Somewhere Else #6

Let the clouds engulf you.

Fluffy and ever-morphing
Somehow alwats triggering endorphins
Whether crying or majestic, they emit emotion
Evoking feelings of nostalgia or devotion
Stirring up old thoughts from your mind
You may be surprised by what you’ll find
Welcome to the cloud kingdom
We’re full of opportunities for stardom
And teeming with imagination
You can come here for creation
Or simply stop by for some daily elation
You’re leaving already?
Stay here, you aren’t ready
Come back to the castle!
We don’t want any hassle, we just want you
Don’t let the clouds engulf you.

A Intriguing Look At The Often Overlooked Duck Phenomenon

The duck to end all ducks.

Duck is the common name for a large number of species in the waterfowl family Anatidae, which also includes swans and geese. The ducks are divided among several subfamilies in the family Anatidae; they do not represent a monophyletic group (the group of all descendants of a single common ancestral species) but a form taxon, since swans and geese are not considered ducks. Ducks are mostly aquatic birds, mostly smaller than the swans and geese, and may be found in both fresh water and sea water.

Ducks are sometimes confused with several types of unrelated water birds with similar forms, such as loons or divers, grebes, gallinules, and coots.

Etymology

Mallard landing in approach

Pacific black duck displaying the characteristic upending “duck”.

The word duck comes from Old English *dūce “diver”, a derivative of the verb *dūcan “to duck, bend down low as if to get under something, or dive”, because of the way many species in the dabbling duck group feed by upending; compare with Dutch duiken and German tauchen “to dive”.

This word replaced Old English ened/ænid “duck”, possibly to avoid confusion with other Old English words, like ende “end” with similar forms. Other Germanic languages still have similar words for “duck”, for example, Dutch eend “duck” and German Ente “duck”. The word ened/ænid was inherited from Proto-Indo-European; compare: Latin anas “duck”, Lithuanian ántis “duck”, Ancient Greek nēssa/nētta (νῆσσα, νῆττα) “duck”, and Sanskrit ātí “water bird”, among others.

A duckling is a young duck in downy plumage[1] or baby duck;[2] but in the food trade young adult ducks ready for roasting are sometimes labelled “duckling”.[citation needed]

A male duck is called a drake and the female is called a duck, or in ornithology a hen.[citation needed]

Mallard drake

Morphology

The overall body plan of ducks is elongated and broad, and the ducks are also relatively long-necked, albeit not as long-necked as the geese and swans. The body shape of diving ducks varies somewhat from this in being more rounded. The bill is usually broad and contains serrated lamellae, which are particularly well defined in the filter-feeding species. In the case of some fishing species the bill is long and strongly serrated. The scaled legs are strong and well developed, and generally set far back on the body, more so in the highly aquatic species. The wings are very strong and are generally short and pointed, and the flight of ducks requires fast continuous strokes, requiring in turn strong wing muscles. Three species of steamer duck are almost flightless, however. Many species of duck are temporarily flightless while moulting; they seek out protected habitat with good food supplies during this period. This moult typically precedes migration.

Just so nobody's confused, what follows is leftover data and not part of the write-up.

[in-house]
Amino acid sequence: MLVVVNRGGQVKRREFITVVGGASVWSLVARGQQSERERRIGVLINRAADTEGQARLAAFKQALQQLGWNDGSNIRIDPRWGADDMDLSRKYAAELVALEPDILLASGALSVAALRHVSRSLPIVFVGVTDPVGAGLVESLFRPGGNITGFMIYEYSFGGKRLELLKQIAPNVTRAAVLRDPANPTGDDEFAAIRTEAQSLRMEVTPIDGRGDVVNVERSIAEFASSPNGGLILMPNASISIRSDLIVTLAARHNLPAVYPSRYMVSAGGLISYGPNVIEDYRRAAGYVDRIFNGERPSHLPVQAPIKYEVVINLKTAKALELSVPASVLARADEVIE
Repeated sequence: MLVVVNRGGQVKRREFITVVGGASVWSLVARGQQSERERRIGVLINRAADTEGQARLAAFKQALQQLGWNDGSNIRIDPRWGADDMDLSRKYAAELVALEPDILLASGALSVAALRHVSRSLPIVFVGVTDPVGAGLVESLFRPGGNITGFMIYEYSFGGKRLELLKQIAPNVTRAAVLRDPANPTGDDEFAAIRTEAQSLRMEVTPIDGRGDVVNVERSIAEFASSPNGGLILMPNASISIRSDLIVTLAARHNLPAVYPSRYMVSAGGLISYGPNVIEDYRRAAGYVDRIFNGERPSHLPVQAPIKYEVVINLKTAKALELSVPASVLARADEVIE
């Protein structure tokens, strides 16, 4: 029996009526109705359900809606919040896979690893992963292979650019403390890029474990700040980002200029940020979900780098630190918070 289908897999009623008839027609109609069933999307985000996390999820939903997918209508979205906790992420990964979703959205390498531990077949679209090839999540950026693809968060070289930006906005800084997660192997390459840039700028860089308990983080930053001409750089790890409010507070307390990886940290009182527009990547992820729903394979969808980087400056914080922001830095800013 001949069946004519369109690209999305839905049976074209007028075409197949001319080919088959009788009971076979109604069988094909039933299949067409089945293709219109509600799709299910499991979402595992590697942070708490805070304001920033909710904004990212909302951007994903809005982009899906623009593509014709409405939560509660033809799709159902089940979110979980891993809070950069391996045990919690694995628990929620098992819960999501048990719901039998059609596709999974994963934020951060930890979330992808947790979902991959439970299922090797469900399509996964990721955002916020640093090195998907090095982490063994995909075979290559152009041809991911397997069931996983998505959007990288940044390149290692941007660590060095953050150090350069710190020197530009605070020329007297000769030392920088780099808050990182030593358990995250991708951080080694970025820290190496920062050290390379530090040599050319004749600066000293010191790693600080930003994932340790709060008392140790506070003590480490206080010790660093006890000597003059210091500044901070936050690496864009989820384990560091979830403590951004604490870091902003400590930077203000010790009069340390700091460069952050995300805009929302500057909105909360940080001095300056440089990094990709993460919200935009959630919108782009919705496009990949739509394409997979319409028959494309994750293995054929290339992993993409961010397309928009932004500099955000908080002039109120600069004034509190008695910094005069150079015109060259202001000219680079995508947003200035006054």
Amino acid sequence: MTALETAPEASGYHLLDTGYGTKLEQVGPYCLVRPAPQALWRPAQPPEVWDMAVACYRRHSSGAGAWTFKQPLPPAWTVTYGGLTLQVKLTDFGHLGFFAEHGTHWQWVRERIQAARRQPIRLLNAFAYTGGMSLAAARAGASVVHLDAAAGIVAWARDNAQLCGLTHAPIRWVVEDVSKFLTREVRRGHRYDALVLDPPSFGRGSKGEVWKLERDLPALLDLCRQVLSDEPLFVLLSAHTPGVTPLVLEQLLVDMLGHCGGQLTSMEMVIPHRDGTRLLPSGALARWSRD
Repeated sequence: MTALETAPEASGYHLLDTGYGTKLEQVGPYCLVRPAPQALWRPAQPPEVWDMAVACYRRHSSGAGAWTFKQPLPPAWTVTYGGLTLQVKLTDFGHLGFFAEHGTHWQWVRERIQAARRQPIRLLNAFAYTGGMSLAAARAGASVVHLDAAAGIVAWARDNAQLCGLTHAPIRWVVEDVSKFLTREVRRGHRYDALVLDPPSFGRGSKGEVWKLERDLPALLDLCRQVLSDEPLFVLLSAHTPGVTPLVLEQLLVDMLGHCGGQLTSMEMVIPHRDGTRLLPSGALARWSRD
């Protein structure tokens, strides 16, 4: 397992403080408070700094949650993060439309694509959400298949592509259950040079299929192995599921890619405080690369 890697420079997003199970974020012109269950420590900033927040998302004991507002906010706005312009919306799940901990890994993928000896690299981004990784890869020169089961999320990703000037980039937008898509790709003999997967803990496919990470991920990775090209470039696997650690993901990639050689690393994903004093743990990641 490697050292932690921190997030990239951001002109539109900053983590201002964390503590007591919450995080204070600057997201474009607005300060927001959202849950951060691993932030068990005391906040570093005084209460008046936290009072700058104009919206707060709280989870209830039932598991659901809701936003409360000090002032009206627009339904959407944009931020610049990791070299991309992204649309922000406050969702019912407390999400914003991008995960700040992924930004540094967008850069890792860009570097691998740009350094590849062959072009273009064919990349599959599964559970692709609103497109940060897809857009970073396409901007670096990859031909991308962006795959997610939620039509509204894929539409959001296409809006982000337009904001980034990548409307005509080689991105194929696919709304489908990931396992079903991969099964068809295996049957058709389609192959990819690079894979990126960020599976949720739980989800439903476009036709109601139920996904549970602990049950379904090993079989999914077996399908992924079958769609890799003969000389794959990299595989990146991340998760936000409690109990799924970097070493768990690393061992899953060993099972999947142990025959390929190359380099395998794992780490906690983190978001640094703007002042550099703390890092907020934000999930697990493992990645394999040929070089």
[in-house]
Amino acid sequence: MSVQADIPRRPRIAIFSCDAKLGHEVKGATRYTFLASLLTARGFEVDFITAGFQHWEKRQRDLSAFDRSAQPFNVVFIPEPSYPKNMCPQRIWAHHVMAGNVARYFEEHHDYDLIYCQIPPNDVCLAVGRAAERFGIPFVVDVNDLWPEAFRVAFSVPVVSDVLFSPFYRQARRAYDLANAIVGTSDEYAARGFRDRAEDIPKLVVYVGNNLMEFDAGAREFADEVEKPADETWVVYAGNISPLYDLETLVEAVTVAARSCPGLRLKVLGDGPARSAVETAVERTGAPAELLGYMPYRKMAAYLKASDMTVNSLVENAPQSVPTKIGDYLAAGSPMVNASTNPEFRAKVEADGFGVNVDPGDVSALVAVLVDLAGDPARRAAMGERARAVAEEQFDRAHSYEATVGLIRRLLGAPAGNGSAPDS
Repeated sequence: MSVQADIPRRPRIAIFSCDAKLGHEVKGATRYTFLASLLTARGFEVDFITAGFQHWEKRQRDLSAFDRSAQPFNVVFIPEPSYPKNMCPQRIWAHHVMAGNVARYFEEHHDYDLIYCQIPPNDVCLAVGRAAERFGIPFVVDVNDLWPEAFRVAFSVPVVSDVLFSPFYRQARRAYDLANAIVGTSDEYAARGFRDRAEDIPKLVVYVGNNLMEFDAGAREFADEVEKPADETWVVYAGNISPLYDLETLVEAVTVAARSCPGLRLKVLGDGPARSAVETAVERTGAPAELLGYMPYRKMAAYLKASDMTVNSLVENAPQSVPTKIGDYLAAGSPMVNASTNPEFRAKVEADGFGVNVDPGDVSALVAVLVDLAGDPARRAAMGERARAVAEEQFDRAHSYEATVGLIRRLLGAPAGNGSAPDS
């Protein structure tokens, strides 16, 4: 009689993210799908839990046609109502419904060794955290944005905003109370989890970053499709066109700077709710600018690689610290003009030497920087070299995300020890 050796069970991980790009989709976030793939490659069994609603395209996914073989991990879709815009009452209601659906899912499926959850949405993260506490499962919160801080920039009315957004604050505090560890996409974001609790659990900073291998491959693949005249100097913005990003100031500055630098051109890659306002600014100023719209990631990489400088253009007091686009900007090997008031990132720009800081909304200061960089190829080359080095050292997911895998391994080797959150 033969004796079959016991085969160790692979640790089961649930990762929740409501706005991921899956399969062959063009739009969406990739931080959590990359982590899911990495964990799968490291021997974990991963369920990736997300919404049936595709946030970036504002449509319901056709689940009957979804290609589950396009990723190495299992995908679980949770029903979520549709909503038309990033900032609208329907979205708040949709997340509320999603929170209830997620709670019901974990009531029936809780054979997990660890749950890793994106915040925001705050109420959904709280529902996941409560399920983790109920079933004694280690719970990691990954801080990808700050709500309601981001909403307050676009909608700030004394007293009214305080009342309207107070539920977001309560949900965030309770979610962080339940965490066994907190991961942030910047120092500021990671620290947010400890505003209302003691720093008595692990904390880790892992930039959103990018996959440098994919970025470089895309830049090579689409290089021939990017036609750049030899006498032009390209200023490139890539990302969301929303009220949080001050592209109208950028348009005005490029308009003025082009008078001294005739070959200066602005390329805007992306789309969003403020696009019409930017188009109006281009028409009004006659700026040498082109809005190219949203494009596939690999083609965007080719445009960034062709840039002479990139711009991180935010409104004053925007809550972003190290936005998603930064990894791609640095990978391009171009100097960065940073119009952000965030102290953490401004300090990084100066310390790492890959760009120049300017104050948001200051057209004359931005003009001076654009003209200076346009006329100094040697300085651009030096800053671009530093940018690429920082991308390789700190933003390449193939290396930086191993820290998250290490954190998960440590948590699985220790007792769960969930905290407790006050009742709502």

The drakes of northern species often have extravagant plumage, but that is moulted in summer to give a more female-like appearance, the “eclipse” plumage. Southern resident species typically show less sexual dimorphism, although there are exceptions like the paradise shelduck of New Zealand which is both strikingly sexually dimorphic and where the female’s plumage is brighter than that of the male. The plumage of juvenile birds generally resembles that of the female. Over the course of evolution, female ducks have evolved to have a corkscrew shaped vagina to prevent rape.

Behaviour

Ducks in the ponds at Khulna, Bangladesh

Feeding

Pecten along the beak

Ducks exploit a variety of food sources such as grasses, aquatic plants, fish, insects, small amphibians, worms, and small molluscs.

Dabbling ducks feed on the surface of water or on land, or as deep as they can reach by up-ending without completely submerging.[3]Along the edge of the beak there is a comb-like structure called a pecten. This strains the water squirting from the side of the beak and traps any food. The pecten is also used to preen feathers and to hold slippery food items.

Diving ducks and sea ducks forage deep underwater. To be able to submerge more easily, the diving ducks are heavier than dabbling ducks, and therefore have more difficulty taking off to fly.

A few specialized species such as the mergansers are adapted to catch and swallow large fish.